I have no fucking clue why this adventure exists. None. A small village has a giant statue in the middle. A local artist goes missing. One day the statue disappears, along with the head of the workmen and the local priestess. That’s it. That’s the adventure, from the parties point of view. WTF? There’s hardly any pretext at all for lifting a finger. The head of the workmen in the village is actually a disguised hobgoblin and the priestess a succubus, neither of whom give a shit about the village. The missing artists have been carving stuff in order open a portal to another plane so the hobgob can steal the statue and then animate it, on the other plane, for use in some planer war. …. And? …. Why does the party care again? The adventure gives some pretext to be in the village, but confuses that (being in the village) with a “hook.” There’s no actual motivation at all here. I guess there’s an investigation portion, if the party gives a shit, but the fruits of that investigation are worthless. “Bob wants the statue. …. Uh. Ok.” Added on top, the two villains use magical disguises, which is always a shitty thing to do in these things. And then the DM is given instruction to use fiat to let the hobgob escape from the party, on the prime plane, so he can steal the statue. He’s got ethereal jaunt AND invisibility. Uh … why, again? Oh, so you can go to the other plane and experience the linear combat shit-fest that the designer thinks is “adventure.” Monster zoo, with weirdly allied trolls and other creatures. No motivation. No goals beyond killing things and the barest pretext of “a missing guy.” I guess, the beginning is not linear? At least it’s got that going for it?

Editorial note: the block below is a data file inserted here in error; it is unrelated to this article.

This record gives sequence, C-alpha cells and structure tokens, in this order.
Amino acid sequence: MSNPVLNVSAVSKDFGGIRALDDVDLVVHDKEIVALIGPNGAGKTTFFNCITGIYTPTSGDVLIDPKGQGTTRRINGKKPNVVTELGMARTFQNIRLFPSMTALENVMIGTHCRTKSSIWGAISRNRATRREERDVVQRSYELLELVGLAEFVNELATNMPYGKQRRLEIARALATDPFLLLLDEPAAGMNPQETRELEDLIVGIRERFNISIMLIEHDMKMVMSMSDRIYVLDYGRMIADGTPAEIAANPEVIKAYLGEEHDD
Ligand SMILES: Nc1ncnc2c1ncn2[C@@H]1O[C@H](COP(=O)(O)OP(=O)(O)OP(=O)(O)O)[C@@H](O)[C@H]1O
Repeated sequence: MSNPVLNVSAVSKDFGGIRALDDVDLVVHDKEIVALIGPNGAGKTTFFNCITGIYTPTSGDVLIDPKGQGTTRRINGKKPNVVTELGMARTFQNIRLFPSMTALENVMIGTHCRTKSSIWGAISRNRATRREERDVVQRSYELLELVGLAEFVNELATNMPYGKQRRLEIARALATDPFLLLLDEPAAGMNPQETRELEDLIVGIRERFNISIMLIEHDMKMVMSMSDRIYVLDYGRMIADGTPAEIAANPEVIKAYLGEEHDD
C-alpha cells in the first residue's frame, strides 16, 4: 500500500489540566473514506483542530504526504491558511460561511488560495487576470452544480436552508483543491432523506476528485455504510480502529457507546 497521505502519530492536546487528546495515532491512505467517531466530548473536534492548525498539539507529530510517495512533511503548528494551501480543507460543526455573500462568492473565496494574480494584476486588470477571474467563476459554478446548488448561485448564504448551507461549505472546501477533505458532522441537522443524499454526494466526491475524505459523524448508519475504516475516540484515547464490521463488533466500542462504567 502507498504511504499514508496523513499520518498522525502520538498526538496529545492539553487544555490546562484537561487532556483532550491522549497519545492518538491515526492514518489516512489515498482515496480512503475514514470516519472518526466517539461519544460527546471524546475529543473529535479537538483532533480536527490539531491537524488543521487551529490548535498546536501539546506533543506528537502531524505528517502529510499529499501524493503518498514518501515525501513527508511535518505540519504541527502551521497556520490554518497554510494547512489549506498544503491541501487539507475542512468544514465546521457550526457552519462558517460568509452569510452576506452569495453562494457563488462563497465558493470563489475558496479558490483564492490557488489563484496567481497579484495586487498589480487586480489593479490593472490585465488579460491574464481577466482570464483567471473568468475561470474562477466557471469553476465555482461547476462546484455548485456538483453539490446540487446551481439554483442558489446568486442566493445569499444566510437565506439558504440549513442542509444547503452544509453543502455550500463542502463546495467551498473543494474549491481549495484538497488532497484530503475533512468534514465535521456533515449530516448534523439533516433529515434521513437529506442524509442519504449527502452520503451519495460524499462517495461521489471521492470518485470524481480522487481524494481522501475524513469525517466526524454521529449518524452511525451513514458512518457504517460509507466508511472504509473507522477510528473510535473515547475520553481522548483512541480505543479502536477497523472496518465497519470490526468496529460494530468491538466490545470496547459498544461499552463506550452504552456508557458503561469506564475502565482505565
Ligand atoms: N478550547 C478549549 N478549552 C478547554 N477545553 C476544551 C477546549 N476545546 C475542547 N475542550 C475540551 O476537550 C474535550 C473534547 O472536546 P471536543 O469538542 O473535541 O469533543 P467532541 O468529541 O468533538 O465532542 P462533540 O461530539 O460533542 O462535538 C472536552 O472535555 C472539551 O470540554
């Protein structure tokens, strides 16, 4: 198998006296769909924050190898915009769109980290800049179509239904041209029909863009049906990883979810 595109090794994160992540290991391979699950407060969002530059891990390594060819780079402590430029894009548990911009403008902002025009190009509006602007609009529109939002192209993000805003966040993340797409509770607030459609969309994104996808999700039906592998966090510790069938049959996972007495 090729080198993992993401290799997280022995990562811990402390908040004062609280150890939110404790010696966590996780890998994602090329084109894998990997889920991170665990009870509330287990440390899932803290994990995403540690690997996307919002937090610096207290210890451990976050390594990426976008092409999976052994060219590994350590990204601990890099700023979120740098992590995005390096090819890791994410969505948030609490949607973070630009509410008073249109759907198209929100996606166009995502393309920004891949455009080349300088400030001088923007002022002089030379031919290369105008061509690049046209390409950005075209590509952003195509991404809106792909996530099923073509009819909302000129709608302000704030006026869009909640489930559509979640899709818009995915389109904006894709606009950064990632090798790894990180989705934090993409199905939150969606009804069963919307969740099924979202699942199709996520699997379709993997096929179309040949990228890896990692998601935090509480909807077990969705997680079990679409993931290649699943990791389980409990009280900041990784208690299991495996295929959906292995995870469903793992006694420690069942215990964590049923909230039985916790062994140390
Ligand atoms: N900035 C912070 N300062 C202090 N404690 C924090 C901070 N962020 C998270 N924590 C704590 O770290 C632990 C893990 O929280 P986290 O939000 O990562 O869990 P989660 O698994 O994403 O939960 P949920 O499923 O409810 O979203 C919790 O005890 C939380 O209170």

Challenge of Champions 5
By Johnathan M. Richards
Episode 5 of the popular Champions series. The adventurers guild runs a contest, all weapons and spells are provided, which is how it gets its Any Level designation. This is essentially the same scenario as the other four, just with new encounters. Each is a little puzzly, meaning that there are obvious and non-obvious solutions that the adventure is written for. Go in the room, solve the encounter, go to the next room. I, personally, find the programmed solutions and artificial nature of these quite off putting … .but can’t deny that there’s a certain similar playstyle in “real” dungeons that appeal to me. “Hey, here’s a situation. Exploit it, ignore it, do what you will.”